Tuesday, October 25, 2016

THE POWER OF THE HUDDLE

post by Lynn

Waaay up in Antarctica, where winds can gust up to 100 mph, Emperor penguins have a unique way of staying warm: they huddle.

Hundreds of those guys and gals in their snazzy tuxedos get together in order to survive the 60-degrees-below-(Farenheit) temps. Deep in the huddle, the temperature can get up to a balmy 70 degrees F.

But here’s the great thing, in my opinion: the warm spot in the center is equally shared. 

Every penguin gets a turn in the middle, and each one spends time at the frosty perimeter. There’s no hierarchy, researchers say--no deal where an Alpha penguin sits cozy while his minion penguins freeze their tails off at the edge.

I’ve recently had the unique-to-me experience of being stopped cold in my writing tracks. Unable to write anything.  It happens, I know, or at least I’ve been told. But it’s never happened to me in such a complete way. 

And the heartwarming thing is that my writing buddies, family and friends have made like penguins—they have huddled around me and pushed me to the middle and shielded me from the cold. 

Soon, I’m sure, I’ll warm up enough to move outward and offer the toasty spot to one of them. I’ll take my turn and face the wind.

But for now, I’ll just soak up the heat and be grateful—so grateful—that I have all these warm bodies around me. 

I can only hope that you have a huddle too. Because the wind is going to blow, whether we want it to or not. On occasion the writing will freeze up. 

Thank you, all my penguin people, for being in my huddle. Couldn’t make it without you.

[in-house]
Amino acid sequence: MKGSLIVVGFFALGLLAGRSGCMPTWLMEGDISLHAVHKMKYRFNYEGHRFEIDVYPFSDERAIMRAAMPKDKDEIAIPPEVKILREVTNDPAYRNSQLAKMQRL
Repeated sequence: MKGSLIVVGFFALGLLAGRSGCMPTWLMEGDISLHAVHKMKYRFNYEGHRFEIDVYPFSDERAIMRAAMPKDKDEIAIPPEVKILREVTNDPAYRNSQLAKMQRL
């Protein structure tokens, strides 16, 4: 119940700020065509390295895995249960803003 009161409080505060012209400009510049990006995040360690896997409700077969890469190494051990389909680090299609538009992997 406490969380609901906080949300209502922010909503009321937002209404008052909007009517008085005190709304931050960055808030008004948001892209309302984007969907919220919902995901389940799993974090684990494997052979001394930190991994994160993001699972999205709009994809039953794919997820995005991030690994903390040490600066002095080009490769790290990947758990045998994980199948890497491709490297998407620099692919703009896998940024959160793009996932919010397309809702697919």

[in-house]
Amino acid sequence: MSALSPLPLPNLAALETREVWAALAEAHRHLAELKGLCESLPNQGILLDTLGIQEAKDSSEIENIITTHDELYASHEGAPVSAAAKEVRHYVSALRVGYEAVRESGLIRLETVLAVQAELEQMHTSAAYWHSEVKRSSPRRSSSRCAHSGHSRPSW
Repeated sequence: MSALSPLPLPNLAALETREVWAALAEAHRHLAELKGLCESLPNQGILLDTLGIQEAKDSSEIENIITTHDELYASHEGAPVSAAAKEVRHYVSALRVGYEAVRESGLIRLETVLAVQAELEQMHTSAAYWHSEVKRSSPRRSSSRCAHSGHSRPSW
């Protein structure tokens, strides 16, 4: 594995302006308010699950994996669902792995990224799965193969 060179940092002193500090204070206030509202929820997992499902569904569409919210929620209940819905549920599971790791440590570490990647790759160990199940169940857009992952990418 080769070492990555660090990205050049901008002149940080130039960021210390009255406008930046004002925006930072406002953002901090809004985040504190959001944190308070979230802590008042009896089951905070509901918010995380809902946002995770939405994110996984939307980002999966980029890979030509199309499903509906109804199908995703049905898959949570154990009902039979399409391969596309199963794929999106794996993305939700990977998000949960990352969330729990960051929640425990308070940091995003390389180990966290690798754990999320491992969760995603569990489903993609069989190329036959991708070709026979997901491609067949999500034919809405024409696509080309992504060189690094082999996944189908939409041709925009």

And for some comic relief (who couldn’t use THAT these days?) check out this video in which Benedict Cumberbatch is called to correct his odd pronunciation of the word “penguin.” (Move ahead to 3:28 for the bit about penguins.) 



8 comments:

  1. Oh, good. I'm not the only one who mispronounces things. When I first dated my husband, I offered him a cup of kuh-MO-muh-lee (chamomile) tea.

    Any time you need me to take the bracing cold, I'll do my best. Goodness knows you've stuck me in the middle of the pack often enough.

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    1. You're a hell of a huddler and I am forever grateful for it!

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  2. Hey, let me know if I can huddle with you some time to help out. I saw something the other day that I printed off in enough copies to give each student in my class a small copy and asked them to pin it over their desks. It is from William Stafford, when he taught at Lewis and Clark. He told his students that when they get stuck they should just "Lower your standards and keep writing." It does work.

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    1. Thanks, Art. I'll take all the advice I can get! BTW--I am a big fan of Kim Stafford, William's son. His book, The Muses Among Us, is one of my favorite writing books.

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  3. I for one don't understand where you get "kasem" out of chasm. So it's "CH-asm" as far as I'm concerned, wrong though I seem to be.

    Hang in there, Lynn. Those cold katabatic winds WILL change direction and the chinooks will bring their warmth. Just give them time. In the meantime, have some tea, maybe Celestial Seasoning's English breakfast laced with a little Maker's Mark. Hits the spot. If you add too much MM you won't care if you can't write so season accordingly. :)

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    1. Maker's Mark, eh? That cracks me up. Unfortunately, I can't take hangovers so I'll have to have my English Breakfast tea straight :-)

      Thanks for the words of encouragement. You are absolutely right--the winds will change. Patience, I tell my frustrated heart, patience.

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  4. Count me in on the huddle. We're all in this together.

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    1. Thanks, Mary. I can feel the warmth from here--frequently by way of your beautiful photographs on Facebook 😊

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